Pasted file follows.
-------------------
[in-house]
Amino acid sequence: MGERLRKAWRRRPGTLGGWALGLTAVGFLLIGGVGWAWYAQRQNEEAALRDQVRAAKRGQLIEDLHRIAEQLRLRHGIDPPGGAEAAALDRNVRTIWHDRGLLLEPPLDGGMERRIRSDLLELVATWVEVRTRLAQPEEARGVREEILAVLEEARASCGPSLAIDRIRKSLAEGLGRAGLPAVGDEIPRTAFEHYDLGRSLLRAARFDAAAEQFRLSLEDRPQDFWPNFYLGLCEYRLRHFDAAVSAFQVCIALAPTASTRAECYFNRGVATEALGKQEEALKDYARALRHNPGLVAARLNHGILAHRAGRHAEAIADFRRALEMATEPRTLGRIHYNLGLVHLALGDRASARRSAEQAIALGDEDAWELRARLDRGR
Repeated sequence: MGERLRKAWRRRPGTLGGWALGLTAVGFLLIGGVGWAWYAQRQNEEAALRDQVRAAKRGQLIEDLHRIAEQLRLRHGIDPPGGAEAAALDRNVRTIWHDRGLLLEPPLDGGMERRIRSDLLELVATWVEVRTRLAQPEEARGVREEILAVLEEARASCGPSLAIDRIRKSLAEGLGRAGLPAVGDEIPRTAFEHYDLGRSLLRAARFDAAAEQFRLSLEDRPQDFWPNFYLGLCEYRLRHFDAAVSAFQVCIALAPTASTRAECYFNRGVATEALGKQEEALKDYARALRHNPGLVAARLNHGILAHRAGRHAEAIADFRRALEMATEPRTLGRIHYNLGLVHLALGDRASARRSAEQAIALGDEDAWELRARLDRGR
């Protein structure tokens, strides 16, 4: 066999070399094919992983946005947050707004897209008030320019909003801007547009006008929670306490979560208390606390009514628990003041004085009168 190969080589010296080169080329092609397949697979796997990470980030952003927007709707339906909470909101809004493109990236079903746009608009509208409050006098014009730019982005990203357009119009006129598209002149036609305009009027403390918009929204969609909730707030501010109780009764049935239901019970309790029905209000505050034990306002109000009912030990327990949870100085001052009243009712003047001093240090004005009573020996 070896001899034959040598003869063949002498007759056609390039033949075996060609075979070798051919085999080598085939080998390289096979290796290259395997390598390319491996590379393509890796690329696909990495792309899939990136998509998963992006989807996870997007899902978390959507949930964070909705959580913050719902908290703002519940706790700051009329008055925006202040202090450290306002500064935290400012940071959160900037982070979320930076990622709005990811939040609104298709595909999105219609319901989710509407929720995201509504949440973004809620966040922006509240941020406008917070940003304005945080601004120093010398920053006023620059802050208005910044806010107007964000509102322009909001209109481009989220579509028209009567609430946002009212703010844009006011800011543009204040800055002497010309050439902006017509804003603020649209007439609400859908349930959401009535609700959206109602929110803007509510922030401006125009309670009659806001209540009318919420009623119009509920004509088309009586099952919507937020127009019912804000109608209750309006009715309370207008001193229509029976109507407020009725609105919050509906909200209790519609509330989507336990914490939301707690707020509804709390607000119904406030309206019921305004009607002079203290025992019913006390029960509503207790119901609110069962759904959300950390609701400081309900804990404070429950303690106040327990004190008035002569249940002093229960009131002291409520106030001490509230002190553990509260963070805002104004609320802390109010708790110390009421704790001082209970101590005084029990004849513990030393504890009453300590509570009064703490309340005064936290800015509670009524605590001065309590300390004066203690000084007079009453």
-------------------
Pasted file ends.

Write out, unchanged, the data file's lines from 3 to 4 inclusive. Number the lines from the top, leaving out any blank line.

Repeated sequence: MGERLRKAWRRRPGTLGGWALGLTAVGFLLIGGVGWAWYAQRQNEEAALRDQVRAAKRGQLIEDLHRIAEQLRLRHGIDPPGGAEAAALDRNVRTIWHDRGLLLEPPLDGGMERRIRSDLLELVATWVEVRTRLAQPEEARGVREEILAVLEEARASCGPSLAIDRIRKSLAEGLGRAGLPAVGDEIPRTAFEHYDLGRSLLRAARFDAAAEQFRLSLEDRPQDFWPNFYLGLCEYRLRHFDAAVSAFQVCIALAPTASTRAECYFNRGVATEALGKQEEALKDYARALRHNPGLVAARLNHGILAHRAGRHAEAIADFRRALEMATEPRTLGRIHYNLGLVHLALGDRASARRSAEQAIALGDEDAWELRARLDRGR
């Protein structure tokens, strides 16, 4: 066999070399094919992983946005947050707004897209008030320019909003801007547009006008929670306490979560208390606390009514628990003041004085009168 190969080589010296080169080329092609397949697979796997990470980030952003927007709707339906909470909101809004493109990236079903746009608009509208409050006098014009730019982005990203357009119009006129598209002149036609305009009027403390918009929204969609909730707030501010109780009764049935239901019970309790029905209000505050034990306002109000009912030990327990949870100085001052009243009712003047001093240090004005009573020996 070896001899034959040598003869063949002498007759056609390039033949075996060609075979070798051919085999080598085939080998390289096979290796290259395997390598390319491996590379393509890796690329696909990495792309899939990136998509998963992006989807996870997007899902978390959507949930964070909705959580913050719902908290703002519940706790700051009329008055925006202040202090450290306002500064935290400012940071959160900037982070979320930076990622709005990811939040609104298709595909999105219609319901989710509407929720995201509504949440973004809620966040922006509240941020406008917070940003304005945080601004120093010398920053006023620059802050208005910044806010107007964000509102322009909001209109481009989220579509028209009567609430946002009212703010844009006011800011543009204040800055002497010309050439902006017509804003603020649209007439609400859908349930959401009535609700959206109602929110803007509510922030401006125009309670009659806001209540009318919420009623119009509920004509088309009586099952919507937020127009019912804000109608209750309006009715309370207008001193229509029976109507407020009725609105919050509906909200209790519609509330989507336990914490939301707690707020509804709390607000119904406030309206019921305004009607002079203290025992019913006390029960509503207790119901609110069962759904959300950390609701400081309900804990404070429950303690106040327990004190008035002569249940002093229960009131002291409520106030001490509230002190553990509260963070805002104004609320802390109010708790110390009421704790001082209970101590005084029990004849513990030393504890009453300590509570009064703490309340005064936290800015509670009524605590001065309590300390004066203690000084007079009453």